Ready for take off!
|Wing Area:||55 dm2|
|Wing Loading:||19 g/dm2|
|Channels:||2-ail, ele, rud|
|Battery:||8 cell 1950 FAUP pack|
|Motor System:||Mega power-force1 brushless set (part no 3510)|
|Suggested Price:||$119.99US, £69.99|
|US Distributor:||Empire Hobby|
Anyone who read my review of the Hacker Extra Chaos will have noted I was very impressed with both the quality of the kit (ARTF) and especially impressed with the way it flew, very impressed in fact! So when I was asked by Hacker to review their latest aerobatic profile model I jumped at the chance for sure!
The latest model to hit our shores from the Hacker stable is the ‘PITTS SPECIALIZED.’ It is along the same lines as the Extra Chaos in that it utilised a high density profile foam fuselage, depron control surfaces and two fully symmetrical built up wings covered in ‘Oracover’ film. It was both lightweight and superb looking!
The model came well packed in a bright red box with a colour photo on the front. All components were packed in sealed bags and secured within the main box. There was a little indent to one of the depron ailerons but nothing major.
As with the Extra Chaos, the Pitts is designed for the ‘Megaforce’ 1 brushless power system which comprises of a Mega 16/15/3 motor with 2:1 gearbox, (Hacker part no 3510) attached to this was the Hacker 25A brushless speed controller. I used an APC 11x5.5 prop.
Because Hacker provided a very complete and good quality kit which had most of the work already done, I won’t go into every single detail of the build, it’s just not needed! But I will observe a couple of points I noted along the way, to help with the build.
The black and white instruction manual was in English and was easy to follow. There were 90 photographs which went through every step of construction. The manual almost fooled me into thinking that because there were 90 pictures this was going to be a tough build, but it only took me 3 hours from start to finish, and I am not the fastest builder in the world!
First job was to remove the film covering in the middle of the lower wing for the joint to the 18mm thick profile foam fuselage. I was careful not to cut into the balsa as this would weaken the wood. I used a new blade and was gentle. Once the film was removed, the lower wing was glued into position. I used 5 minute epoxy. I ensured the wing was true before the epoxy sets as it would be impossible to put it right later!
The upper wing support struts were plain balsa wood. There was one on each of the wings and a central strut. I decided to paint the plain wood with red Humbrol just because I thought it looked better as it matched the model's bright red, white and blue paint scheme! It also helped weatherproof the plain balsa.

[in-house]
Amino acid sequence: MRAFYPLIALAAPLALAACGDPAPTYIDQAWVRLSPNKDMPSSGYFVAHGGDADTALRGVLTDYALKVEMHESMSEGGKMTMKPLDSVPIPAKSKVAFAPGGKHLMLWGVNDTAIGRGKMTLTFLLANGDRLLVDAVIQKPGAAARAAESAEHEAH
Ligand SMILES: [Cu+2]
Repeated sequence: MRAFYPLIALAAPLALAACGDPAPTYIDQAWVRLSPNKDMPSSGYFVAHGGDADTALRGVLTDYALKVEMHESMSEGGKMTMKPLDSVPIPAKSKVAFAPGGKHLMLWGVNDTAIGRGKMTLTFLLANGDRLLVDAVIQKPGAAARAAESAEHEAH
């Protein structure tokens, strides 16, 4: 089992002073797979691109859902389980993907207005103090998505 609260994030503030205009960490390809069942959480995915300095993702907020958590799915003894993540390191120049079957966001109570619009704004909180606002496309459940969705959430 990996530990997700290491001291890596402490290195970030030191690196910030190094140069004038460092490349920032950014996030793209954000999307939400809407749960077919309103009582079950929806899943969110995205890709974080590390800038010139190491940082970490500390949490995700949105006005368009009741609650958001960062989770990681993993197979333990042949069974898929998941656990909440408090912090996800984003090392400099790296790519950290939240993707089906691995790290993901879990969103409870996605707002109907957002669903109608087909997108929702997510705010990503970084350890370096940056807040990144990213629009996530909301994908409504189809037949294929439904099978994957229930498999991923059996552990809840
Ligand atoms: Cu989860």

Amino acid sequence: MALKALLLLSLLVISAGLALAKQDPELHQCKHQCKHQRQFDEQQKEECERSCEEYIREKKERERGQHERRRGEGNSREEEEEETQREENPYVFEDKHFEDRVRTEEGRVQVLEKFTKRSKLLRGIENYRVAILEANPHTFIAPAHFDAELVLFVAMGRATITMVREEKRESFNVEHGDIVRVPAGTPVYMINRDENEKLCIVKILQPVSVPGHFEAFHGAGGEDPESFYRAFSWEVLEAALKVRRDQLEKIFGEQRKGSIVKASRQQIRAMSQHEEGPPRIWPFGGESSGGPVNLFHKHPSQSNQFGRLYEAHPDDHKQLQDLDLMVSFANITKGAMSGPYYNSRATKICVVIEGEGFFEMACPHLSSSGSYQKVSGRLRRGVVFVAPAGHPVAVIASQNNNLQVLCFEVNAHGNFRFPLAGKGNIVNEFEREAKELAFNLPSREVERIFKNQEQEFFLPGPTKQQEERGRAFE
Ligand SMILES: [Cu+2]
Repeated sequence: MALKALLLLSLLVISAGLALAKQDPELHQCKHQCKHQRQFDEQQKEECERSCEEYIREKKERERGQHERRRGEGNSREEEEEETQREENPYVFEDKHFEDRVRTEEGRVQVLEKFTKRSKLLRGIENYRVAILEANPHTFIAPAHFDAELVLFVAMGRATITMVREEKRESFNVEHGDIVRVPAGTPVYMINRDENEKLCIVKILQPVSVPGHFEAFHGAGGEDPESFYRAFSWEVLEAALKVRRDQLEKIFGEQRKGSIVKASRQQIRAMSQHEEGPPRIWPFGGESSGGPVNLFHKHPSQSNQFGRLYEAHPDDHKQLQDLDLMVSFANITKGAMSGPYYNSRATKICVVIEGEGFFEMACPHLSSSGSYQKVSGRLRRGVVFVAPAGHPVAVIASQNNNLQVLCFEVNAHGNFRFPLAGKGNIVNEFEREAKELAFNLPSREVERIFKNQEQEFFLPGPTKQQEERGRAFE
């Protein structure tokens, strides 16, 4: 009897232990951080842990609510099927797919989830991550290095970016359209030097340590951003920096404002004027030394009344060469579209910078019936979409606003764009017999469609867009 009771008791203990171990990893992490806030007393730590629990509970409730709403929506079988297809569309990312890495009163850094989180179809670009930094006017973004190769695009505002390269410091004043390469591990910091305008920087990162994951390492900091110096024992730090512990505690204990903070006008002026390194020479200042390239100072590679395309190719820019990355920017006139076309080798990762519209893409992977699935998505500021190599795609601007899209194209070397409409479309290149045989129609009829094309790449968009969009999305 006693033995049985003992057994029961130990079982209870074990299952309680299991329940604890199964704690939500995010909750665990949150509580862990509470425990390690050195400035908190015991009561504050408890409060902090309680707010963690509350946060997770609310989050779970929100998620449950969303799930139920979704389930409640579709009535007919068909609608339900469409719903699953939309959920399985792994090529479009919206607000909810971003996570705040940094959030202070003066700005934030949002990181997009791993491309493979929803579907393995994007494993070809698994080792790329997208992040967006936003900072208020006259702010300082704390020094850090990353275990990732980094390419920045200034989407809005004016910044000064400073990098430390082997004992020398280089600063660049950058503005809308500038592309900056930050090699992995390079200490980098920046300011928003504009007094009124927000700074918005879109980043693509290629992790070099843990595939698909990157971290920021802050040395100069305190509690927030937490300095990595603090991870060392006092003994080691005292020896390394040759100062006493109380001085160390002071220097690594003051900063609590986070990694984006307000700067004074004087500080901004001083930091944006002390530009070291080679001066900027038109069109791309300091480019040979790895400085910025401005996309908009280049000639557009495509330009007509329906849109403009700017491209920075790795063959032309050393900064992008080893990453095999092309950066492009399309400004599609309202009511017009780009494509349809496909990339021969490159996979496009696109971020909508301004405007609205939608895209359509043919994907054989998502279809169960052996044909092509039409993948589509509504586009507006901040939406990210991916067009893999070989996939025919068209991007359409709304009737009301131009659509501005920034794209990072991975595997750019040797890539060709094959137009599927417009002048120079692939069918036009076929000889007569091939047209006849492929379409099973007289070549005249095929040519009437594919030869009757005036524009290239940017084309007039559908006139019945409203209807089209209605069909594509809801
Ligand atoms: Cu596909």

The ailerons were fixed to the wing with supplied ‘hinge’ tape. I found this quite tricky but I took my time, and was presented with no problems. What I found must be done was ensure that I positioned the control horns in exactly the same position on each aileron, otherwise I might have found the upper ailerons would have moved far more than the lower or visa versa. Here, a little time to make sure everything was accurately measured made a lot of difference in the flying!
Once the ailerons were fixed in place, I placed the upper wing into position. I had no problems at all with this and everything matched up perfectly. The control horns were pre-cut to length and were a perfect fit! I used 4 Waypoint 084 9g servos. I found I had to slightly open out the servo holes in the lower wings to get the servos to fit.
The elevator assembly and rudder were pre-built from 6mm pre-painted depron foam. I was sure to check the tail assembly was straight and true before the epoxy set. The whole tail assembly simply butt glued to the rear of the fuselage. I had to cut about 1/8” off the tail assembly before joining it to the fuselage to ensure the red and white stripes matched up perfectly.
As with the ailerons I needed to cut into the depron to insert the control horns in the elevator and rudder, which were then epoxied into place. I used a new blade to cut into the depron.
The wheels were fitted to the supplied pre-bent undercarriage wire and fixed in place with end caps on each side of each wheel. The spats were made from foam and were simply glued onto the undercarriage then a small split was made to make them removable. Simple, but effective. It meant I could simply pull off the spats if I was flying from longer grass strips. There was no tail wheel just a piece of bent wire glued to the rear of the fuselage underside. Again, simple but effective.
The rear servos were fitted with 2 small blocks of ply on either side of them. This meant I could use many different makes of servo without any trouble. The Waypoint units I used were the perfect size. The servo wires were run through the underside of the fuselage (servo extensions were needed) and a strip of depron was placed into the slot to secure (and hide) the wires.
The motor/gearbox was simply held in place with the 2 included tie wraps. I attached the speed controller and switch to the fuselage with double sided tape, and the motor installation was finished!